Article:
One of the disadvantages that disabled individuals often face is that the general public often misperceives what it means to be disabled. A broad range of disabilities may qualify an individual to receive Social Security Disability (SSD) benefits. However, in each case the applicant’s condition and ability to remain working is thoroughly reviewed before SSD benefits are awarded to him or her.
This thorough review process should be enough to satisfy the public’s need to understand why some individuals qualify for disability benefits while others do not. Yet, a misconception that anyone who is not working or does not care to work can simply live off of SSD benefits still seems to be permeating public discourse.
A recent study on this issue was conducted by experts at Columbia Business School and is now available for the public to read. The study is entitled, “Unemployment Insurance and Disability Insurance in the Great Recession." It is a particularly important piece because it thoroughly studies the assumptions that individuals may “mooch” off the SSD system by applying for benefits when they do not care to work. The experts at Columbia have concluded that this assumption is indeed false.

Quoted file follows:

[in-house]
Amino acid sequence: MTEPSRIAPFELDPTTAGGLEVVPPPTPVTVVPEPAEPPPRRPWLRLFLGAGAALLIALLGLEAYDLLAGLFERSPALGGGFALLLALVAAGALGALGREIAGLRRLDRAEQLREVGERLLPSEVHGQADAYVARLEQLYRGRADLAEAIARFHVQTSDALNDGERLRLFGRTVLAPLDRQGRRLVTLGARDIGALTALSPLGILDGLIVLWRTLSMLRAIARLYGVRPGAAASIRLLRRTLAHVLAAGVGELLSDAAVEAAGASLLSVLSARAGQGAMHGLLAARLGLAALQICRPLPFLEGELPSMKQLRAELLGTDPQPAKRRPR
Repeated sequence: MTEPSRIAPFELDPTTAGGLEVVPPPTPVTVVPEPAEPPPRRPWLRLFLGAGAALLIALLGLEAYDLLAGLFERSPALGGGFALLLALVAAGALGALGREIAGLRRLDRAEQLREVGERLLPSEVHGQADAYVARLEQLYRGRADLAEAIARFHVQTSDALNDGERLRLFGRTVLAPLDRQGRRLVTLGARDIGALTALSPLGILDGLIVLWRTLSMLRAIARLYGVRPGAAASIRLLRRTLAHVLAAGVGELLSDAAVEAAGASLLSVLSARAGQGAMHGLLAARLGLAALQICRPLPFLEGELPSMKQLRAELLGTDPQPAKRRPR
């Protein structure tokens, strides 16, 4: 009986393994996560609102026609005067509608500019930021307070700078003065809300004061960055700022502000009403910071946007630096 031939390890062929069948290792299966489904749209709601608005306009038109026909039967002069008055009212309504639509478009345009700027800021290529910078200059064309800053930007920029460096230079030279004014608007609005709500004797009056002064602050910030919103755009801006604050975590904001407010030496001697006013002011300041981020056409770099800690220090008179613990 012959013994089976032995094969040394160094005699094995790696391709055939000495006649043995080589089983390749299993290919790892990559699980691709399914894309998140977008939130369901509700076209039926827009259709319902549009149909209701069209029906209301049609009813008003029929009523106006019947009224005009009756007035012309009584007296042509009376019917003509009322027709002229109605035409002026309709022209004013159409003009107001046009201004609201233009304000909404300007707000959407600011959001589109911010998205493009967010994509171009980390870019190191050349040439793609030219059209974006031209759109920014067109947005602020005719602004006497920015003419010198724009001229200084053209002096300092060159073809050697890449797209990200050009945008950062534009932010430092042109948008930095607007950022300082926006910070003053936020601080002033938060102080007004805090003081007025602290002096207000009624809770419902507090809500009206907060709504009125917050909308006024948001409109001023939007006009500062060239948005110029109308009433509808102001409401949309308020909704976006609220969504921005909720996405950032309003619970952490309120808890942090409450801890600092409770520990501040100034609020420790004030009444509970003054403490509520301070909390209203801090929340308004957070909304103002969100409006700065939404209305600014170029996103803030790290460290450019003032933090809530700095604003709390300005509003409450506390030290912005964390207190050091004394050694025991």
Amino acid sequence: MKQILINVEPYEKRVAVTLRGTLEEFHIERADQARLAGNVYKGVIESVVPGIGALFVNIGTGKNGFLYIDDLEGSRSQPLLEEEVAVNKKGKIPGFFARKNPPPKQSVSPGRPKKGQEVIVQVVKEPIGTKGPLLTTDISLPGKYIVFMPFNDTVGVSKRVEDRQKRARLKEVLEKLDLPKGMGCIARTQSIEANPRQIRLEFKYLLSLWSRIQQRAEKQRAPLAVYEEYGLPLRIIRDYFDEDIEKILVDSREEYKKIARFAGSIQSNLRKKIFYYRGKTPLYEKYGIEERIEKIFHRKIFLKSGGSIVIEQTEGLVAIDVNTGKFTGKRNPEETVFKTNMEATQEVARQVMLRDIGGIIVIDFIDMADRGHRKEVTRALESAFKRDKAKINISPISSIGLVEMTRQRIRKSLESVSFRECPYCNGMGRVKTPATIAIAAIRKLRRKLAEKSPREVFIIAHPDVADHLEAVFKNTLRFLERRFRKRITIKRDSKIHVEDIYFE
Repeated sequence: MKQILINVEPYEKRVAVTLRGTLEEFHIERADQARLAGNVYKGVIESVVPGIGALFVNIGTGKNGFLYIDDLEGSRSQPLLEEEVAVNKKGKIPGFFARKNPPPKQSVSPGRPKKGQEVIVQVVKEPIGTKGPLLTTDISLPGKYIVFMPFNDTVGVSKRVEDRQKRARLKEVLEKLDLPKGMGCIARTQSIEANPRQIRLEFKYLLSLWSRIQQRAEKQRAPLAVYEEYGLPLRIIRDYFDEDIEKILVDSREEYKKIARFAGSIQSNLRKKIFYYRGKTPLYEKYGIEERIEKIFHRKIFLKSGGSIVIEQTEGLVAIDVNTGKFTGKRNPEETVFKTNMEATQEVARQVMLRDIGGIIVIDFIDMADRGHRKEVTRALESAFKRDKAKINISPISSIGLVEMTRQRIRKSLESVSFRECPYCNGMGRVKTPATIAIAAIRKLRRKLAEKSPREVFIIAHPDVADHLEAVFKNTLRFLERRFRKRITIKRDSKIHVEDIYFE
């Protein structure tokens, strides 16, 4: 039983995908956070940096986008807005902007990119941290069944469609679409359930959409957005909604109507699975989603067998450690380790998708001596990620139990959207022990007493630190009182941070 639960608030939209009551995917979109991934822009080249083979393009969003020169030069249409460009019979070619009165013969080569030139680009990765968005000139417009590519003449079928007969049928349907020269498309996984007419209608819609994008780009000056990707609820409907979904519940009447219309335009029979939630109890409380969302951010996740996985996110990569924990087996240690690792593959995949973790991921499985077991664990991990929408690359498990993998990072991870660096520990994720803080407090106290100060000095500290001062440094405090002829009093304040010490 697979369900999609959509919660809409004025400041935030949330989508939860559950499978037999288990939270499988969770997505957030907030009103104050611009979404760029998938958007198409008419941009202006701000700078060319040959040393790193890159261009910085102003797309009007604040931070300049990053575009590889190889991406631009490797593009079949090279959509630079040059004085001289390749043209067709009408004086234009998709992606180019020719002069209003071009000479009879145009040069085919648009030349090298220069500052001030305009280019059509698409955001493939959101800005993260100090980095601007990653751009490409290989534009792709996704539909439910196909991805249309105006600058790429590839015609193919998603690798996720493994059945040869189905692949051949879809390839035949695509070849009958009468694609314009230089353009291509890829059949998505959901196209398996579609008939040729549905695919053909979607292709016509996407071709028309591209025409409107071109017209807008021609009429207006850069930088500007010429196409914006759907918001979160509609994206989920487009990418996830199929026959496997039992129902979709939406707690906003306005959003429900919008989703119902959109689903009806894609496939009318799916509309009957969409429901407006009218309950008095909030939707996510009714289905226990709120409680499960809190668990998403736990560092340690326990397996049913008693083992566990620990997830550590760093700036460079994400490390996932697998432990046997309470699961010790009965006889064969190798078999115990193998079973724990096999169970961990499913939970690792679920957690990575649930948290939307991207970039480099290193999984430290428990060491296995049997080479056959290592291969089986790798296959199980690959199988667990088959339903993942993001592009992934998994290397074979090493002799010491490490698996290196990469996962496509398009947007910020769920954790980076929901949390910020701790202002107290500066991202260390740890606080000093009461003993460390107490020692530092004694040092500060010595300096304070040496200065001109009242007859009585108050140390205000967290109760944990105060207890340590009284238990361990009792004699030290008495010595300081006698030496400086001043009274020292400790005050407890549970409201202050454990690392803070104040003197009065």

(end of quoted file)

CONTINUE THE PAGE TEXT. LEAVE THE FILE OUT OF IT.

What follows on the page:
The lead author of the study explains that, “Contrary to the beliefs of many, even in policy circles, our research proves that the unemployed do not directly file for disability following the exhaustion of benefits. The evidence is just not there. As a matter of fact, fewer than 2% of workers whose unemployment benefits had expired actually applied for disability insurance."
Not just anyone can apply for and receive SSD benefits. Only individuals who are truly disabled and can no longer physically handle significant employment may receive these benefits. Hopefully this recent study will shed broad light on this conclusion and diminish the power of incorrect assumptions about SSD and disabled persons generally.